Meanwhile, Newgarden, 27, has backed up his championship campaign with a pair of early victories and Graham Rahal, 29, has consistently produced top-10s to stay in the title fight. Last year’s rookie of the year Ed Jones is one of just seven drivers to nab multiple podiums this year. The 23-year-old rebounded from a tough May to post three consecutive top-10 finishes – including a podium at Detroit – and has the future at Chip Ganassi Racing looking bright.
Andretti’s Zach Veach looks as if he’s only going to keep getting better, while Matheus Leist, Gabby Chaves, Zachary Claman De Melo, Kyle Kaiser and Jordan King have each proved they belong in an Indy car cockpit with impressive runs throughout the season. Remember, too, that talented Dale Coyne Racing rookie Pietro Fittipaldi is due back from injury – perhaps at Mid-Ohio – and IndyCar’s young depth has been something to behold so far this season.
But instead of drowning in that fear, Carlin Racing rose above it. Charlie Kimball qualified in Row 5 and Max Chilton in Row 7. While each endured a bit of bad luck mid-race and finished in the back of the field (Kimball 18th, Chilton 22nd), they completed 398 of 400 laps in what can only be seen as a successful 500 debut for Carlin Racing.
And things have only gotten better from there. Chilton picked up his first top 12 of the season at Detroit and followed it up with another in Texas. Kimball, meanwhile, recorded his second and third top-10 finishes of the season at the same events.
Carlin isn’t the only team enjoying a promising debut. While Gabby Chaves and Harding Racing have yet to see the fruits of their labors result in a top 10, they’ve completed 1,186 of 2,000 laps this season — sixth in the series behind only Dixon, Rossi, Hunter-Reay, Newgarden and Marco Andretti. While results are what the team ultimately wants, Chaves’ steady hand has given Harding meaningful information to study and carry into next season.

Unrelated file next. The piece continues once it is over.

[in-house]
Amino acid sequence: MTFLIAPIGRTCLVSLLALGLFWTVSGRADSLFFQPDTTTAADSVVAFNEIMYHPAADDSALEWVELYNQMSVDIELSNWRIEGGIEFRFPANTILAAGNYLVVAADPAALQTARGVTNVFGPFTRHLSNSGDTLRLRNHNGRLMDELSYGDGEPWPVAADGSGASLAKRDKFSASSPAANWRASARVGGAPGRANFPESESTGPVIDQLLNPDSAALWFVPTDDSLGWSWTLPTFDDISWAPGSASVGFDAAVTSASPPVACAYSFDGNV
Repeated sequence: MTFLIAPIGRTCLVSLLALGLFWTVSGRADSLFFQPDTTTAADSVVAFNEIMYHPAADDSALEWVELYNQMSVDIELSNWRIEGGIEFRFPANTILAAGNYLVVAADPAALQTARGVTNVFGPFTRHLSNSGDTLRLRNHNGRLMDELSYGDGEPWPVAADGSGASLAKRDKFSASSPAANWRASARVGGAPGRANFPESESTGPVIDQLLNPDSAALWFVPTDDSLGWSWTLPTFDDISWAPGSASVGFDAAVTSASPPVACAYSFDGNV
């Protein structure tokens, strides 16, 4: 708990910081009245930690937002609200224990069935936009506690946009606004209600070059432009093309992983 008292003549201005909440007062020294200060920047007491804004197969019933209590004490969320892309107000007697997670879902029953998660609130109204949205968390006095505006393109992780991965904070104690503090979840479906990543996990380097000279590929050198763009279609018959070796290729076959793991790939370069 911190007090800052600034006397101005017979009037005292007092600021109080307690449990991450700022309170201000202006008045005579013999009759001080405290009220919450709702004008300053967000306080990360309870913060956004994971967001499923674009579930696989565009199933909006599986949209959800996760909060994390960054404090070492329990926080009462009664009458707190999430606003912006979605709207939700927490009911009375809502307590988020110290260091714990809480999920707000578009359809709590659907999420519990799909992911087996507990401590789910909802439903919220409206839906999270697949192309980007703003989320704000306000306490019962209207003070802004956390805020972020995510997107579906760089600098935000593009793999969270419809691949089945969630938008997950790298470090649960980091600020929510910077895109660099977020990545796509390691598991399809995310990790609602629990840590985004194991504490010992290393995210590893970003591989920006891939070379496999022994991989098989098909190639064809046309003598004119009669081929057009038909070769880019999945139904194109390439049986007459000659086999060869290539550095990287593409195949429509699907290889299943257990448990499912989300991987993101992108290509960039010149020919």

Debut part-time teams, too, have fared well. In Jack Harvey’s three races with Meyer Shank Racing, he’s finished in the top half of the field twice, at Long Beach and Indianapolis. And at Indy, the team’s alternate strategy nearly yielded a runner-up finish. Finally, Kyle Kaiser’s qualifying on Row 6 at Indy was a huge confidence boost for Juncos Racing as it looks to build a full-time program.
IndyCar has worked tirelessly the past few years to inject new blood into the series. Not only did it aim to relieve some of the pressure from those owners who have carried it for years, but it also wanted to boost the competition. With the emergence of these four teams – and more on the horizon – there’s no doubt IndyCar’s expansion project has been a great success.
New car, no problems
Scott Dixon, of New Zealand, heads into Turn 1 during the IndyCar auto race Saturday, June 9, 2018, in Fort Worth, Texas. Dixon won the race. (AP Photo/Larry Papke) (Photo: Larry Papke, AP)